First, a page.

Clearly, Moses’ opening instructions to the spies about “going up to the south etc” must contain an important lesson for us in our own journey. Moses’ introductory words to them conveyed a message that if heeded it would have prevented the spies from perverting and subverting their mission – a mission that ultimately brought disaster upon themselves and the entire Jewish people.
What does “going up to the south” imply?

The Talmud (Bava Batra 25b) states: “One who wishes to become knowledgeable should face south [while praying]; whereas one who wishes to be become wealthy should face north.” The Talmud then states that these different directions parallel the location of two of the vessels in the Temple Sanctuary.

On the north side of the Temple Sanctuary the Shulchan was situated. The Shulchan was a special table upon which twelve loaves of bread were placed each week. This table symbolized the material blessings that G‑d provides. These blessings were generated specifically by the service in the Temple that involved the placing and eating of these twelve loaves that were placed in the north side of the Sanctuary.

On the south side of the Temple, the Menorah—the seven branched Candelabrum—was  placed and kindled. The light generated by the Menorah symbolized the knowledge of Torah, which is compared to light.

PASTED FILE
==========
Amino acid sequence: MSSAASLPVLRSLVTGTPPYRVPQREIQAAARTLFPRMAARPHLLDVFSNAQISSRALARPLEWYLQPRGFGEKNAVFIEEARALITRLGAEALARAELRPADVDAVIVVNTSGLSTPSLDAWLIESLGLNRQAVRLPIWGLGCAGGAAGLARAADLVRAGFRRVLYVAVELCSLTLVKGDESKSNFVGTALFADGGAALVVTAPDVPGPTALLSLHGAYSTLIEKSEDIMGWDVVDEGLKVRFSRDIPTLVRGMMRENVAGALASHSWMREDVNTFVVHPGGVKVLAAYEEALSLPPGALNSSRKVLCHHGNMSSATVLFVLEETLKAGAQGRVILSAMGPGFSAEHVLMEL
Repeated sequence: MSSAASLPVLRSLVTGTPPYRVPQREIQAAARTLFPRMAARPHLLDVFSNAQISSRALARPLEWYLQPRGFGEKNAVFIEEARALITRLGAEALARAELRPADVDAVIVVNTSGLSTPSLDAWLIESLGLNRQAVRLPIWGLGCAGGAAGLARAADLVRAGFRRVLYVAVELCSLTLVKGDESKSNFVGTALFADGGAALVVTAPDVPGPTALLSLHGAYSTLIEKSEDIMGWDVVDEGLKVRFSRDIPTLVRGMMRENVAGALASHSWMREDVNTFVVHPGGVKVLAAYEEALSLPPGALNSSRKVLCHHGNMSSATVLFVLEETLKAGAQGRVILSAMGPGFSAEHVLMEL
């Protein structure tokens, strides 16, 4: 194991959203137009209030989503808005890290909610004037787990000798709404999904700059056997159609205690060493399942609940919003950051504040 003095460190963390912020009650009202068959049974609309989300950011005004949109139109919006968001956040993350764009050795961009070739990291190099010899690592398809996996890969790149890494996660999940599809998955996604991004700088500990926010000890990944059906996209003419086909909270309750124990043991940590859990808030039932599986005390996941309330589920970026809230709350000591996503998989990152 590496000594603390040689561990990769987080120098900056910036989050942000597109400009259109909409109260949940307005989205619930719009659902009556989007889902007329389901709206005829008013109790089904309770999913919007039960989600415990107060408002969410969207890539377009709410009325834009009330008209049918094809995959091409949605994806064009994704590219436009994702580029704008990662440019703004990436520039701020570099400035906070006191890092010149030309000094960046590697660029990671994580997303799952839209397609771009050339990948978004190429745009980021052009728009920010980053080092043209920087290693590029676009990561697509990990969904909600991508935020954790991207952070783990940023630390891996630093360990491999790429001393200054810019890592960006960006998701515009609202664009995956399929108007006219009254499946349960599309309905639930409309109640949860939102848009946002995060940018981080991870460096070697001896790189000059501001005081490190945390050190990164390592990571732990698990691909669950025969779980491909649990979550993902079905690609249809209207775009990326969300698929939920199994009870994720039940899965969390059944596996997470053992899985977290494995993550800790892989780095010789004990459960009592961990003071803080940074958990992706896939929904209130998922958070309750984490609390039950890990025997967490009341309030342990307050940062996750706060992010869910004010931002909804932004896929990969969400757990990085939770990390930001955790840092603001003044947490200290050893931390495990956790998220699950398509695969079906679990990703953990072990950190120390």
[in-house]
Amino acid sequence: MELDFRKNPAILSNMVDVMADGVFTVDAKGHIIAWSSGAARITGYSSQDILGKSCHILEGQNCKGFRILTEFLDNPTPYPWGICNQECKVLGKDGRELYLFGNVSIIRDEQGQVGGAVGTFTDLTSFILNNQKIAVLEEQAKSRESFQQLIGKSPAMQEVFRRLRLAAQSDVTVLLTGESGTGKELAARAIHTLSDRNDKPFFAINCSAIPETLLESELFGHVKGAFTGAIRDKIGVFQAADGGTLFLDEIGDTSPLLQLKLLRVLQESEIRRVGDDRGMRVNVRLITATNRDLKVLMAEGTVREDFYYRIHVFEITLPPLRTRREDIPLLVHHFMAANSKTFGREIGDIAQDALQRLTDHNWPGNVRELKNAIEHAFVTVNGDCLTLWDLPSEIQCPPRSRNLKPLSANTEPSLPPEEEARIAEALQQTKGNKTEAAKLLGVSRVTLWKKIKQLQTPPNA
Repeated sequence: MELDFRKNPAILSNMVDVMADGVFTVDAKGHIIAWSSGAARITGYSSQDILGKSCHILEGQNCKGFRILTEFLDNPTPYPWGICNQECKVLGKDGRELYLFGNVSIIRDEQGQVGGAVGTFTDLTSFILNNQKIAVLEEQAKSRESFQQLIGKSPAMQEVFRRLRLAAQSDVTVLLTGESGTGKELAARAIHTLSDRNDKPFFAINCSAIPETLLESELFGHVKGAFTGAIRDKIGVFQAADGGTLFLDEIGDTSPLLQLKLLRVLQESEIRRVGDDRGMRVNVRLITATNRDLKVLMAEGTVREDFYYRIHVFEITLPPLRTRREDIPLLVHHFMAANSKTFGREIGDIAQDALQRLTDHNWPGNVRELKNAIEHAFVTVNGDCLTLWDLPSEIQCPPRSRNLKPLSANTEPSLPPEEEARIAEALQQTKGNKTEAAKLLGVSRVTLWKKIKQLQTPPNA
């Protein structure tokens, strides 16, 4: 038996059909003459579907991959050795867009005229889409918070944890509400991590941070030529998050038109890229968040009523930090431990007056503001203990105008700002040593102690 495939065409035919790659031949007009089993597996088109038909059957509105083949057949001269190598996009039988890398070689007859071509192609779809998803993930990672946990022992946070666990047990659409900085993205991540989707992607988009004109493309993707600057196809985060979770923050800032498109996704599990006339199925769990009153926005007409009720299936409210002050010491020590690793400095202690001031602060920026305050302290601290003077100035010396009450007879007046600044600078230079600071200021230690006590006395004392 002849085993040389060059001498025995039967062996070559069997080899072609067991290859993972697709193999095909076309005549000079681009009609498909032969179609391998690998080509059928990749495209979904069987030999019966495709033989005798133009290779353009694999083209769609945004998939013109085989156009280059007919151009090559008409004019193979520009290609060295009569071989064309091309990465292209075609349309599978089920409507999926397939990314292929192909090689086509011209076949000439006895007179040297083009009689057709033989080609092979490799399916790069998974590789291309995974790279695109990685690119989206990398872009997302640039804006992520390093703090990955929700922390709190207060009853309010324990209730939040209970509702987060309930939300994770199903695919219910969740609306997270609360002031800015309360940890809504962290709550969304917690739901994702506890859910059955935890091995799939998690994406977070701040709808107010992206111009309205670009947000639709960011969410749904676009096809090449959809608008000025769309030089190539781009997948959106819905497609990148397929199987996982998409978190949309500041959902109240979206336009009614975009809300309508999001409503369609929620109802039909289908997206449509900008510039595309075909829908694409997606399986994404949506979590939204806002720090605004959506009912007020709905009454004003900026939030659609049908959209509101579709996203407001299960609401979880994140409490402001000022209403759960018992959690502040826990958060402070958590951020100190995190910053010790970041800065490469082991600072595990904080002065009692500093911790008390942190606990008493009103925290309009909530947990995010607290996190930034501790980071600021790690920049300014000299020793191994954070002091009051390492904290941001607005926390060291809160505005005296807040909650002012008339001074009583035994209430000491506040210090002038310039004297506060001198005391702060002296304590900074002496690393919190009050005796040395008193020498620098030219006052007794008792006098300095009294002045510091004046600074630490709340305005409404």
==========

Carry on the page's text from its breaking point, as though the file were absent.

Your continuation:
Therefore, if one directs their mind and heart to the north; i.e., if their focus in prayer that expresses their aspiration is to achieve material prosperity—albeit, in the context of the Holy Temple, which means that the one’s material acquisitions are obtained legally and ethically and that they will be utilized  to support the spiritual institutions of the Jewish people— G‑d will grant them their wish.
If their focus is on the “south”, i.e., the pursuit of knowledge, G‑d will grant them their request and they will achieve a higher level of Torah understanding that will enable them to bring light and enlightenment to others as well.           

Breathing Intelligence